Nearly 20 years after U.S. Army Rangers suffered a bloody defeat in Somalia, losing 18 soldiers and two Black Hawk helicopters, Washington is once again heavily engaged in the chaotic country. Only this time, African troops are doing the fighting and dying.
The United States is doing almost everything else.
The U.S. has been quietly equipping and training thousands of African soldiers to wage a widening proxy war against the Shabab, the Al Qaeda ally that has imposed a harsh form of Islamic rule on southern Somalia and sparked alarm in Washington as foreign militants join its ranks.
Officially, the troops are under the auspices of the African Union. But in truth, according to interviews by U.S. and African officials and senior military officers and budget documents, the 15,000-strong force pulled from five African countries is largely a creation of the State Department and Pentagon, trained and supplied by the U.S. government and guided by dozens of retired foreign military personnel hired through private contractors.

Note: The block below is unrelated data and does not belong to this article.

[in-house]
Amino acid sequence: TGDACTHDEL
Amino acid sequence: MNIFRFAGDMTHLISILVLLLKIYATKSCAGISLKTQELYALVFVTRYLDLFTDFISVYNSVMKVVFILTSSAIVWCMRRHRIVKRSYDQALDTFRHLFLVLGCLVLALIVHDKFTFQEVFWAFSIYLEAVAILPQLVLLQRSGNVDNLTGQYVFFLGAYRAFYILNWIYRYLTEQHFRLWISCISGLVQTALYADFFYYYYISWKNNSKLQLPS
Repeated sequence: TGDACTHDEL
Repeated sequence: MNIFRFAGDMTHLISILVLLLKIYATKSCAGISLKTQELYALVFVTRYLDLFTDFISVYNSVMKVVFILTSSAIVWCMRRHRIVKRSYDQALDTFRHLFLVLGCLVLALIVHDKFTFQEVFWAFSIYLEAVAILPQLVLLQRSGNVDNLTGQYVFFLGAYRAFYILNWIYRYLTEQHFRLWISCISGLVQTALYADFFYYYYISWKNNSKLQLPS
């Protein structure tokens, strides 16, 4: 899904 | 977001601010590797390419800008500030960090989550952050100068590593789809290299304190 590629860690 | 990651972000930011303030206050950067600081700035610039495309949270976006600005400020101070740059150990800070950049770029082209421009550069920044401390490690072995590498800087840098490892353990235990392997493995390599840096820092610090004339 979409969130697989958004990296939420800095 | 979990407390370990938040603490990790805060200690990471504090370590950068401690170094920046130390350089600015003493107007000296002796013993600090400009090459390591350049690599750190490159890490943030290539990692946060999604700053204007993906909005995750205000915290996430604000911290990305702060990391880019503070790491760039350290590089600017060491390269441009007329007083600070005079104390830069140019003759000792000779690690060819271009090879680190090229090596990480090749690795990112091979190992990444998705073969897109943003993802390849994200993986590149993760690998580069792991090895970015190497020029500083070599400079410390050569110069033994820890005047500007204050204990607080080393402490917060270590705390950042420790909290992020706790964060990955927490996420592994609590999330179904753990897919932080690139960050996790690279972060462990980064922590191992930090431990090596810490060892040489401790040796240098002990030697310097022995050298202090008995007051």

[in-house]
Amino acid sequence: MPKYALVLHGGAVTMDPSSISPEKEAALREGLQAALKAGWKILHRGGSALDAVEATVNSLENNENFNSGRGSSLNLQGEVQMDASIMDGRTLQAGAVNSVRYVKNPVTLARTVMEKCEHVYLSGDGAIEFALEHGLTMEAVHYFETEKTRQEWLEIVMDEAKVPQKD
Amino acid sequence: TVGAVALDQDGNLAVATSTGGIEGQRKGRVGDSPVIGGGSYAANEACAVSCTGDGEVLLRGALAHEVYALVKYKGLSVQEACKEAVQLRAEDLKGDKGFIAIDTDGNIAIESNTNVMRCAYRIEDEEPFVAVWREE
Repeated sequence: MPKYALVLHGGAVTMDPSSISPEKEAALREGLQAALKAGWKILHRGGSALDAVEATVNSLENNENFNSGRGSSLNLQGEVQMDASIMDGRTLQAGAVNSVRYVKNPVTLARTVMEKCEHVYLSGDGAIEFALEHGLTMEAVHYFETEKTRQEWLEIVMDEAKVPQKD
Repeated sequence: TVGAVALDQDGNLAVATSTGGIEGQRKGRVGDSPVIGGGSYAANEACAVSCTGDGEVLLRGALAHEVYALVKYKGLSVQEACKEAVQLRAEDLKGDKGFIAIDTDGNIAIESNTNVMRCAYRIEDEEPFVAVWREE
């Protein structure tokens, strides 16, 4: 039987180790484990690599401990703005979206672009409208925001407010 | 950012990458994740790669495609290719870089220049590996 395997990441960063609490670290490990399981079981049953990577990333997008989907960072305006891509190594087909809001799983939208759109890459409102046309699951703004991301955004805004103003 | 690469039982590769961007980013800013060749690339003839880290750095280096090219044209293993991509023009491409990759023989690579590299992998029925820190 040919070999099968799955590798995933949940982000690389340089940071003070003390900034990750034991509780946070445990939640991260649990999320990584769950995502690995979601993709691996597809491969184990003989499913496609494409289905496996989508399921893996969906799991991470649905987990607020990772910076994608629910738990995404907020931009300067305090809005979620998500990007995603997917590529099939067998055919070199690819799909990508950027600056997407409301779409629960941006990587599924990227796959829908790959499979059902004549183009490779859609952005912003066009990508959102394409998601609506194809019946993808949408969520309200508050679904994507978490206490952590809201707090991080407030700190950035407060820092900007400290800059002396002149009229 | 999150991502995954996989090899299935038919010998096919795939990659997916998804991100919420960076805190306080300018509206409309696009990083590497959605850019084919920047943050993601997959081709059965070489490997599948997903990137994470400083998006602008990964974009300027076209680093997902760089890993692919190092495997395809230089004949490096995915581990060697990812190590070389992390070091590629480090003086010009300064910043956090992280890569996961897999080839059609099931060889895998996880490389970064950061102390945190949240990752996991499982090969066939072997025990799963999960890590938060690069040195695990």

Like CIA drone strikes in Pakistan and Somalia, and the overthrow of Moammar Kadafi's regime in Libya, the U.S. backing of African troops in Somalia is an example of how, after a decade of ground combat in Iraq and Afghanistan, the Obama administration is trying to achieve U.S. military goals with minimal risk of American deaths and scant public debate.
The U.S. can underwrite the war in Somalia for a relative pittance — the cost over four years has been less than $700 million, a tenth of what the military spends in Afghanistan in a month — but the price tag is growing. More than a third of the U.S. assistance has been spent since early 2011.
The U.S. is supplying the African forces with surveillance drones, ammunition, small arms, armored personnel carriers, night-vision goggles, communications gear, medical equipment and other sophisticated aid and training, documents show.